Work begins on world’s most powerful radio telescope in Western Australia

Construction on the world’s largest radio astronomy observatory, the Square Kilometer Array (SKA), has officially begun in Australia after three decades of development.

A massive intergovernmental effort, the SKA has been hailed as one of the greatest science projects of this century. It will allow scientists to look back to the beginning of the universe’s history, when the first stars and galaxies formed. It will also be used to investigate dark energy and why the universe is expanding, and to potentially search for extraterrestrial life.

Related: The most powerful radio telescope in the world: the Square Kilometer Array

The SKA will initially involve two telescope arrays: one in Wajarri Country in remote Western Australia, called SKA-Low, comprising 131,072 mast-like antennas.

SKA-Low is so named due to its sensitivity to low frequency radio signals. It will be eight times more sensitive than existing comparable telescopes and will map the sky 135 times faster.

A second series of 197 traditional dishes, SKA-Mid, will be made in the Karoo region of South Africa.

Australian Industry and Science Minister Ed Husic and SKA Organization Director General Prof Philip Diamond are expected to mark the start of construction of SKA-Low at an on-site event in Western Australia on Monday morning .

Dr Sarah Pearce, director of the SKA-Low telescope, said in a statement that the observatory “will define the next fifty years for radio astronomy, tracking the birth and death of galaxies, looking for new types of gravitational waves and expanding the boundaries of what we know about the universe”.

“The SKA telescopes will be sensitive enough to detect an airport radar on a planet circling a star tens of light-years away, so they may also answer the biggest question of all: Are we alone in the universe?”

The SKA has been described by scientists as a game changer and milestone in astronomical research.

University of New South Wales astronomer Professor Lisa Harvey-Smith called it ‘an important day for global astronomy’, adding: ‘More than a thousand people worked over 20 years to make this a reality – and each will be feeling proud of this collective achievement today.

Dr Danny Price, a postdoctoral fellow at the Curtin Institute of Radio Astronomy, said the sensitivity of the SKA would allow astronomers to look back billions of years to the “cosmic dawn,” when the first stars were forming in the ‘universe.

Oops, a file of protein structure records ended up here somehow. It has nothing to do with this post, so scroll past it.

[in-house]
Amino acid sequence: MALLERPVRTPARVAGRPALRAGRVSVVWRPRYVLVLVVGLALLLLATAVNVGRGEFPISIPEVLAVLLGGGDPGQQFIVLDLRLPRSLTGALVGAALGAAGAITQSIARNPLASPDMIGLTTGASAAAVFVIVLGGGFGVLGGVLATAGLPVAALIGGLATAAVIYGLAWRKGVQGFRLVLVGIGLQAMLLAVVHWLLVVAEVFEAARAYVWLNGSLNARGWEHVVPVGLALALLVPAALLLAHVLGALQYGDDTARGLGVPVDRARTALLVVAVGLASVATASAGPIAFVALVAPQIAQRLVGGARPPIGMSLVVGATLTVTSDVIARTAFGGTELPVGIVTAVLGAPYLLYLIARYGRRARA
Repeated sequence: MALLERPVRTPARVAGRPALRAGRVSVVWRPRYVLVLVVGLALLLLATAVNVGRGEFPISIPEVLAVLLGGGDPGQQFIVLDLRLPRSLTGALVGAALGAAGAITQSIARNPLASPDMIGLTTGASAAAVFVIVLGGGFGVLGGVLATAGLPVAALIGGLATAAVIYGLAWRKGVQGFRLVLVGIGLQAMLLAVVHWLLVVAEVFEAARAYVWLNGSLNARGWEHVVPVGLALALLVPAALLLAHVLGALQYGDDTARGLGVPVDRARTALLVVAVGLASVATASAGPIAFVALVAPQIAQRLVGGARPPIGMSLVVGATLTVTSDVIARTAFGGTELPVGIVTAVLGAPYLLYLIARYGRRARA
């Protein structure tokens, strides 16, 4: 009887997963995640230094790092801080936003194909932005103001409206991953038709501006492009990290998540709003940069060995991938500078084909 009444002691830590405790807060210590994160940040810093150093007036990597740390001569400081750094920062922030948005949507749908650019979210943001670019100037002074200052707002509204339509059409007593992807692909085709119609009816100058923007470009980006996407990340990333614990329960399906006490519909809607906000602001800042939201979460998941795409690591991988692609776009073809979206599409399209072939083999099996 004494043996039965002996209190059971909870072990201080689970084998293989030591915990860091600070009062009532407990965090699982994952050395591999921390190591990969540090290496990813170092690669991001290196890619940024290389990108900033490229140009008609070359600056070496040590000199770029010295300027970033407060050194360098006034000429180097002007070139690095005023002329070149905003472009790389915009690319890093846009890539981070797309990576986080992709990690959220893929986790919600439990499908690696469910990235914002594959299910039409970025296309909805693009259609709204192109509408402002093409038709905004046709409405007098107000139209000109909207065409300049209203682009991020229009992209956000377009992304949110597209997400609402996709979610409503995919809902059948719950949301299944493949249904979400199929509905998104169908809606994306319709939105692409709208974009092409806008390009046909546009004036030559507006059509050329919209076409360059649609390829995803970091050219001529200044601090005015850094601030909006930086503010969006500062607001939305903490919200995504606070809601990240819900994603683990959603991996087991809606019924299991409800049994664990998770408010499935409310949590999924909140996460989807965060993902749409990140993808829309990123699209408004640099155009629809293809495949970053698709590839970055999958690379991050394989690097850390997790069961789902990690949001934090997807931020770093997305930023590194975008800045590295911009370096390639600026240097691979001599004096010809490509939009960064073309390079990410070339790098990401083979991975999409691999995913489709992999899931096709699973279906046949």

“To put the sensitivity of SKA into perspective, [it] could detect a cell phone in an astronaut’s pocket on Mars, 225 kilometers away,” Price said in a statement. “Even more exciting, if there are smart societies on nearby stars with similar technology to ours, the SKA could detect aggregate ‘leakage’ radiation from their radio and telecommunication networks: the first telescope sensitive enough to achieve this feat”.

The professor. Alan Duffy, director of the Institute of Space Technology and Industry at Swinburne University of Technology, said the SKA would likely be the largest telescope ever built, ‘connecting across continents to create a world-spanning structure allowing us to essentially see across the entire observable universe”.

“Scientific goals are as vast as the telescope itself, from searching for forming planets and signs of alien life, to mapping the cosmic web of dark matter and the growth of galaxies within those vast filaments that criss-cross the universe,” Duffy said in a statement.

“Just as with Hubble, the biggest discoveries of such next-generation telescopes involve things completely unknown to science today. Astronomers around the world will celebrate this revolutionary [development] for what it will mean for scientists in the decades to come.”

In Australia, the SKA Organization is collaborating with the CSIRO to build and operate the telescopes.

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